John FitzGerald: UK ‘sweet famine’ teaches us sour restriction lesson

Moving from universal curbs to those that exclude only some must be carefully handled

When the UK government finally began to ease rationing in 1949, it ran into serious problems. Photograph: iStock

When the UK government finally began to ease rationing in 1949, it ran into serious problems. Photograph: iStock

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During the height of the pandemic, the drastic restrictions placed on our behaviour were widely accepted. The common danger which we faced helped develop the “we are all in it together” spirit of solidarity. However, exiting from lockdown is a much more difficult path than was the imposition of restrictions and, after a year of lockdowns, tempers are inclined to fray.

This experience of managing the pandemic has parallels with managing rationing during the second World War. Nobel economist, James Tobin, looking back at the wartime rationing regimes, suggested that other instruments could have achieved government objectives with less economic disruption. However, he also concluded that “the feeling of sharing equally in an emergency situation may be more important for . . . welfare than the individual incentives and choices”.

As is the case with Covid lockdowns, the imposition of rationing in Ireland and the UK during the 1939-45 World War was widely accepted as fair, although equally there was some grumbling about the impact on everyday life. However, there were also some “Golfgate” moments. A book about war-time austerity in the UK by Ina Zweiniger-Bargielowska reports that on March 31st, 1942, the London Stock Exchange auctioned a hoard of sweets for charity, raising £80,000. The next day the food inspectorate levied a fine of £238,000, ultimately payable by the chancellor of the exchequer, for selling unrationed sweets. The reaction in the media to the diligent inspectors was unkind, suggesting the auction should have been held a day later on April 1st.

Rationing and redistribution

At the end of the war, the Irish government phased out rationing relatively rapidly. However, in the UK rationing continued until the 1950s. The extended period of rationing in the UK was attributable to two key factors that did not weigh on Irish ministers.

The Labour government saw rationing as a major instrument of redistribution, continuing a world where everyone consumed the same amount of butter or clothes. However, as Tobin showed, using the tax and welfare system to redistribute resources would have been much more effective.

The UK also faced a huge government debt crisis. Instead of raising taxes to limit consumption of imported goods that could not be afforded, they relied on rationing access to goods.

However, while wartime solidarity had led to acceptance of rationing, the public were much more negative about its continuation in peacetime. Women in particular resented what they saw as unnecessary and onerous restrictions.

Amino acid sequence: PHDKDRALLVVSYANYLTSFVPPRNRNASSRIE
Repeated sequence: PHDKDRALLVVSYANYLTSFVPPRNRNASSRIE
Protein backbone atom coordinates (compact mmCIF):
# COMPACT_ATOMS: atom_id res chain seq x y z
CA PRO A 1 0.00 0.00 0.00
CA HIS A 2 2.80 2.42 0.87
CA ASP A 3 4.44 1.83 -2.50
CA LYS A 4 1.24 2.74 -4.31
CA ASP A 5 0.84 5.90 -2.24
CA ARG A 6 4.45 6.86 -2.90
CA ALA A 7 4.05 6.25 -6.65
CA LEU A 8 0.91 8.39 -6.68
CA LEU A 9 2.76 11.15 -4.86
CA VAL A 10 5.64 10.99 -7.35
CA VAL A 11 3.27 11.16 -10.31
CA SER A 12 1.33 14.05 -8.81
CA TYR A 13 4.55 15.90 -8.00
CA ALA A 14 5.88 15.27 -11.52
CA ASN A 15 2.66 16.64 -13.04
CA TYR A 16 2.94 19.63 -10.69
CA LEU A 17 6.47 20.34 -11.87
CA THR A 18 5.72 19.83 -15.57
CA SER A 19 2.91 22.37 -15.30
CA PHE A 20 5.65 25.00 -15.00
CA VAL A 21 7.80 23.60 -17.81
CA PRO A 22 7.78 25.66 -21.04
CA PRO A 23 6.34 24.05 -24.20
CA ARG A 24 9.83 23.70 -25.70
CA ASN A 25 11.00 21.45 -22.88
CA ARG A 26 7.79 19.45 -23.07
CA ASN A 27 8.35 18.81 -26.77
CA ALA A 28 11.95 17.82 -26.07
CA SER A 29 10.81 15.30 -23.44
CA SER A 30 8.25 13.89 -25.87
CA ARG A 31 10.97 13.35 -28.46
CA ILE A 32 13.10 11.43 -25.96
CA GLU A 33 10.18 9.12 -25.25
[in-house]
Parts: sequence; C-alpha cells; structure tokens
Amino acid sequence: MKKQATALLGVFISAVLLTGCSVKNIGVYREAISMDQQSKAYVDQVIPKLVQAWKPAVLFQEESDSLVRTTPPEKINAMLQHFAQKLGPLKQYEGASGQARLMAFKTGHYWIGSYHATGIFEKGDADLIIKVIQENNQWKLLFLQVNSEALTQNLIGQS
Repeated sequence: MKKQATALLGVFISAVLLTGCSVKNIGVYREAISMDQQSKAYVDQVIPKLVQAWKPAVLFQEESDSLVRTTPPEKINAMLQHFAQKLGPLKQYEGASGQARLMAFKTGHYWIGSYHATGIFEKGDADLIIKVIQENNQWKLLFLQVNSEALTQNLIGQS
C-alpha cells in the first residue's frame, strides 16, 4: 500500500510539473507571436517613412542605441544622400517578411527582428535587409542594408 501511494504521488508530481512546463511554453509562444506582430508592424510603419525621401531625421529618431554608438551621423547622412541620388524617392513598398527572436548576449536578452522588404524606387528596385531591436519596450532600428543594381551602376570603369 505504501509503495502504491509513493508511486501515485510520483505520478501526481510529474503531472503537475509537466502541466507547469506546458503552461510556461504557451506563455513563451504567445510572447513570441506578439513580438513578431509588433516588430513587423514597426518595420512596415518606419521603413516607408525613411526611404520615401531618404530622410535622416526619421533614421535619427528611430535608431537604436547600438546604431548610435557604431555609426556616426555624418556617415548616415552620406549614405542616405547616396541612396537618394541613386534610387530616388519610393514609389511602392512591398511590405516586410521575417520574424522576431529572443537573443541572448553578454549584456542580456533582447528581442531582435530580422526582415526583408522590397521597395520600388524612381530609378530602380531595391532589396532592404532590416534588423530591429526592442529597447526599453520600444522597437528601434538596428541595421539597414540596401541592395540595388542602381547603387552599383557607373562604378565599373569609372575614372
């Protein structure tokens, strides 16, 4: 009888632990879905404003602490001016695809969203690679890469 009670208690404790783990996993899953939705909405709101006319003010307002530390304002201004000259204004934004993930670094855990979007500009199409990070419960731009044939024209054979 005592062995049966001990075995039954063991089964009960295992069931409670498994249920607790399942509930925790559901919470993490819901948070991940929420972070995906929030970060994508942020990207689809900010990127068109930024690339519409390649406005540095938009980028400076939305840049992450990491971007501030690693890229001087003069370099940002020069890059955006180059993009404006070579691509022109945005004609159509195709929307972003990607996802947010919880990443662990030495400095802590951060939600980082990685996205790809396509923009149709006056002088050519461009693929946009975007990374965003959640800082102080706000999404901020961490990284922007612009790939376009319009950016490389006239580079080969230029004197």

When the UK government finally began to ease rationing in 1949, it ran into serious problems. In March 1949, adults were surveyed to assess how much sweets they would buy if rationing was ended. On this basis the government estimated that the supply of sweets was adequate, and rationing ended on April 25th, 1949 – an event reported in The Irish Times in a story headlined “Lollipop Land”.

Adults vs children

What the UK government had forgotten was that the vast majority of sweets were bought by children, who had not been surveyed. With full piggybanks after a decade of austerity, children went out to feast on the Sunday that rationing ended. However, demand so far outstripped supply that, by May, The Irish Times was reporting on a “sweet famine” in the UK. The Manchester Guardian noted an orgy of spending on sweets. Another newspaper questioned how long it would be before children would get sick from an excess of toffees, bringing demand back into line with supply. In the end, the UK government had to reintroduce sweet rationing in August 1949, leaving many disgruntled voters and an even bigger number of cross children.

The persistence of the rationing regime in the UK long after the war proved very unpopular, helping the Conservatives win the 1951 election.

The lessons of the past suggest that a botched reopening can be exceptionally damaging and wildly unpopular. If today’s British government is forced by pressures on the health service to reverse its headlong decision to end all restrictions, the population may be very unforgiving.

A further lesson is that moving from universal restrictions to selective reopening that excludes some groups needs to be very carefully handled. The 1949 UK government overlooked the fact that children were the primary consumers of gumdrops. Today, the planned reopening of indoor hospitality to the vaccinated and older cohorts leaves out a large group of young adults who are the main customers for pubs and casual restaurants. Socialising outside the home is often the only option for Generation Rent and houseshare. Lockdown has been tough on them; rapid vaccination will be essential.

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